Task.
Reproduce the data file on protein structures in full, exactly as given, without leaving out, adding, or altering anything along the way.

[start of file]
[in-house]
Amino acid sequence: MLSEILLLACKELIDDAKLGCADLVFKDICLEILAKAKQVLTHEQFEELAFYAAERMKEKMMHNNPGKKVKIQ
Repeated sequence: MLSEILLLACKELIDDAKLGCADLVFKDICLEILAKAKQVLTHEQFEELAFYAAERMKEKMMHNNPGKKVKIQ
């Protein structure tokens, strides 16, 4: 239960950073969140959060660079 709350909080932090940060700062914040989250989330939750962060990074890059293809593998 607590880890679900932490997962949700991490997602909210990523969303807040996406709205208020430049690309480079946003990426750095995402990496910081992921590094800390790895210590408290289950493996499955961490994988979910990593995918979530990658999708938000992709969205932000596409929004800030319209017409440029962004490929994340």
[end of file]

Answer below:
[in-house]
Amino acid sequence: MLSEILLLACKELIDDAKLGCADLVFKDICLEILAKAKQVLTHEQFEELAFYAAERMKEKMMHNNPGKKVKIQ
Repeated sequence: MLSEILLLACKELIDDAKLGCADLVFKDICLEILAKAKQVLTHEQFEELAFYAAERMKEKMMHNNPGKKVKIQ
């Protein structure tokens, strides 16, 4: 239960950073969140959060660079 709350909080932090940060700062914040989250989330939750962060990074890059293809593998 607590880890679900932490997962949700991490997602909210990523969303807040996406709205208020430049690309480079946003990426750095995402990496910081992921590094800390790895210590408290289950493996499955961490994988979910990593995918979530990658999708938000992709969205932000596409929004800030319209017409440029962004490929994340």